Posts Tagged ‘prayer’

Wesleyan Wednesdays

September 15, 2010

Although I’ve been greatly enjoying reflecting with Spurgeon, to be honest, there is much within it that is not to my theological taste  (it’s rather too 19th century and calvinisticky). Consequently, I’m going to balance out the great Baptist with some posts on Wesley and the movement he spawned. Originally, I was thinking of just focusing on the great man himself, but that seems too restrictive. I’m a closet fan of Adam Clarke who succeeded Wesley (heretically, I think he was a better exegete than Wesley), and I might even work through or ponder aloud on current Methodist beliefs. For example, I’ve just finished reading a little booklet on the essentials of belief for the Methodist Church in Ireland. To be honest, I was surprised how much I agreed with, though not everything. Anyway, Wesleyan Wednesdays commence today with one of John Wesley’s prayers. This expresses the man’s heart and is why I’m a fan.

A Contrite Spirit

I desire to offer unto Thee, O Lord,
my evening sacrifice, the sacrifice of a contrite spirit.
Have mercy upon me, O God, after Thy great goodness;
and after the multitude of Thy mercies, do away mine offences.

Let Thy unspeakable mercy free me
from the sins I have committed,
and deliver me from the punishment I have deserved.

O save me from every work of darkness and cleanse me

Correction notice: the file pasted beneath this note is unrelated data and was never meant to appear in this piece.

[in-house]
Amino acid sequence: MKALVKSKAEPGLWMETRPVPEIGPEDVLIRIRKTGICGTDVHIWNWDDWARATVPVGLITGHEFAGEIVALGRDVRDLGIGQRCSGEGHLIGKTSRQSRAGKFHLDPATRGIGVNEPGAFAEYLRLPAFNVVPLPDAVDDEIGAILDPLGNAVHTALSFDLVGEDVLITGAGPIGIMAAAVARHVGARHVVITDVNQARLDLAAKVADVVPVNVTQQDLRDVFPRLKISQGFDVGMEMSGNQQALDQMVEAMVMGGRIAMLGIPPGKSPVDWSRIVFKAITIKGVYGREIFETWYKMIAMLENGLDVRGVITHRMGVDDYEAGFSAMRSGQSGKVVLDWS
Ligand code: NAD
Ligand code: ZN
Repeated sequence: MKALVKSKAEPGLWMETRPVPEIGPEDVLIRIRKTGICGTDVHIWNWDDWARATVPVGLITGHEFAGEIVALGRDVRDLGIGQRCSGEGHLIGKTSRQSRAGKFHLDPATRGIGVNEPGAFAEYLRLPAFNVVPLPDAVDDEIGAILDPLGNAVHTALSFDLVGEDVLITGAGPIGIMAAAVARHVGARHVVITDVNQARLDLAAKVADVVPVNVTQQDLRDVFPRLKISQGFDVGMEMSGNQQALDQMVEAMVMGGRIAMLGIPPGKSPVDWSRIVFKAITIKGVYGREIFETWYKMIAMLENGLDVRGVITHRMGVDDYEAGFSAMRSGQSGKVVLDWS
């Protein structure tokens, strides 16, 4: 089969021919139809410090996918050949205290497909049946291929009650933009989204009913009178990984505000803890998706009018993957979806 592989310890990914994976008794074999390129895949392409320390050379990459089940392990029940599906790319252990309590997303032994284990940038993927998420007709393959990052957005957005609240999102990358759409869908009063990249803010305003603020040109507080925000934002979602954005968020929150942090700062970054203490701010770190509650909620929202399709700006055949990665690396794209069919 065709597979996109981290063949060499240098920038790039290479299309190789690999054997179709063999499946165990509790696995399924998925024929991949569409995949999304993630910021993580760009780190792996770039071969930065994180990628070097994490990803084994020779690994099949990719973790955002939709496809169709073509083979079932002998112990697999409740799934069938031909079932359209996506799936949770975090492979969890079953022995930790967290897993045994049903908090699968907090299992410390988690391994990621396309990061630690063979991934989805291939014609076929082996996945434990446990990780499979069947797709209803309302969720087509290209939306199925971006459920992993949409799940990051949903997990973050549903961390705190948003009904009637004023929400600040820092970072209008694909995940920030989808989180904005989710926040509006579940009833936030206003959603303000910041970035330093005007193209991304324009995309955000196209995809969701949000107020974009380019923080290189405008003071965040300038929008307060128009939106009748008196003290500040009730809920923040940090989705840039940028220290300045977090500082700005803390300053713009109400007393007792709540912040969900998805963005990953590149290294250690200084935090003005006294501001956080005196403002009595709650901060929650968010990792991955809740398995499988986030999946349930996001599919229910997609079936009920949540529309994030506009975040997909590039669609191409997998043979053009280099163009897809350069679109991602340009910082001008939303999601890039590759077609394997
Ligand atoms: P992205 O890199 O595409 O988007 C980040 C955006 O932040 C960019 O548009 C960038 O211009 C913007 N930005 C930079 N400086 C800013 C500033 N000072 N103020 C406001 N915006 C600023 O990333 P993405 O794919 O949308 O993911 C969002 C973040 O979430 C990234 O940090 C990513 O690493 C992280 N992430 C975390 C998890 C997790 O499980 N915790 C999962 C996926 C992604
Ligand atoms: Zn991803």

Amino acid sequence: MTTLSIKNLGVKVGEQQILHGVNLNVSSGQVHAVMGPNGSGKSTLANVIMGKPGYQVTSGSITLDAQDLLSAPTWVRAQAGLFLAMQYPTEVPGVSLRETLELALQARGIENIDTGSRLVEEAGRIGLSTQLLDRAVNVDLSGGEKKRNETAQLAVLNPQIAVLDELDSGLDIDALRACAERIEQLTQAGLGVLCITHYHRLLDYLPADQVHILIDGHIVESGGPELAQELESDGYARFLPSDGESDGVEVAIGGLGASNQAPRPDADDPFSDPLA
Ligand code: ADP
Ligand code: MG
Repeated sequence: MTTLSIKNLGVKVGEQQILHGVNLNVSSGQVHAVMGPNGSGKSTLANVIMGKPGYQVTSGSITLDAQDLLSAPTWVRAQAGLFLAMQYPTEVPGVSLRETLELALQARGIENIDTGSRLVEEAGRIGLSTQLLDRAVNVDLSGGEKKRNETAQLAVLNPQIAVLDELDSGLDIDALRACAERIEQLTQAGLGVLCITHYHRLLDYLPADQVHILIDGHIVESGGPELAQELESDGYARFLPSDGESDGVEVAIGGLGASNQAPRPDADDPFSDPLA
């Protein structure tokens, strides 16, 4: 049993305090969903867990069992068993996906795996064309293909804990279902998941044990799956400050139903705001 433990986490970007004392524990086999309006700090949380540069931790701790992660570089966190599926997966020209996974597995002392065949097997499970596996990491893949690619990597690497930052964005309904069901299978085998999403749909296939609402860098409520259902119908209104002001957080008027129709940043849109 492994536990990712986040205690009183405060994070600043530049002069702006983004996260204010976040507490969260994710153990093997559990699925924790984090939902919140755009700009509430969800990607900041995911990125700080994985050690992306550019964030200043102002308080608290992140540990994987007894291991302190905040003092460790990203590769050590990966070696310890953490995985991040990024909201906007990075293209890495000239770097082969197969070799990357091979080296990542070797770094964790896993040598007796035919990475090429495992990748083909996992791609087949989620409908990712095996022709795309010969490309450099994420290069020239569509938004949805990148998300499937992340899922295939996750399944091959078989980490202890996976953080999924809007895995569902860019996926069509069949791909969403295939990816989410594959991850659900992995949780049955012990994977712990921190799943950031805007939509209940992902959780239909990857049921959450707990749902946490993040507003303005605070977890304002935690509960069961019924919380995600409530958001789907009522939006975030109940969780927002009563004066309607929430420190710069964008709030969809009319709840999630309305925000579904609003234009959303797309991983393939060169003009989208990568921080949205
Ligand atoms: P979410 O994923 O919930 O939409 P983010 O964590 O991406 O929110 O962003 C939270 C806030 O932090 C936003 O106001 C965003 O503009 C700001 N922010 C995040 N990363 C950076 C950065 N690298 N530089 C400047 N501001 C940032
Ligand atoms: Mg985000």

from all filthiness of flesh and spirit,
that, for the time to come, I may, with a pure heart and mind,
follow Thee, the only true God.


Scot McKnight’s “Praying with the Church”

August 1, 2010

Praying with the Church: Developing a Daily Rhythm for Devotional Life

As one who is originally from a very low church background, I appreciated what McKnight was trying to achieve with this little book: to demonstrate the value of regular fixed hours of prayer by using a traditional prayer book. He suggests that not only should we maintain our own “spontaneous” prayers, but that by using the traditional set prayers from various traditions, we can learn to pray with the Church – not alone within the church, but with it.

The first part of the book deals with Jesus in prayer and the wider Jewish tradition. The second part of the book introduces us to each of the major prayer books of the Roman Catholic, the Orthodox, and the Anglican traditions. He gives a useful sketch of what each entails and how they might be profitably used based on his own experience.

Importantly, McKnight points out that having fixed hours of prayer helps to reorientate our lives around a sacred rhythm. We should no longer shape our day around “breakfast, lunch, and dinner”, or “before work, work, and after work”, but rather around our times of prayer. Thus, we centre our daily lives around our communion with God, and after the pattern of Jesus’ own praxis.

This was a short, helpful little book for those new to prayer books and set times of prayer. I’ve even been persuaded to start using  The Book of Common Prayer (the Anglican one) in concert with Phyllis Tickle’s The Divine Hours. I’ll use them for a few months and then maybe give an update on how I’ve found my journey. My only complaint about the book is that it is over-punctuated with personal testimonies of the value others have found in taking up set times of prayer. It’s not that I object to doing this in general, rather that it was a bit overdone – there wasn’t any need for quite so many. Nonetheless, 7/10.

To Buy: In the UK; In the USA (it’s on at a bargain price at the moment!)

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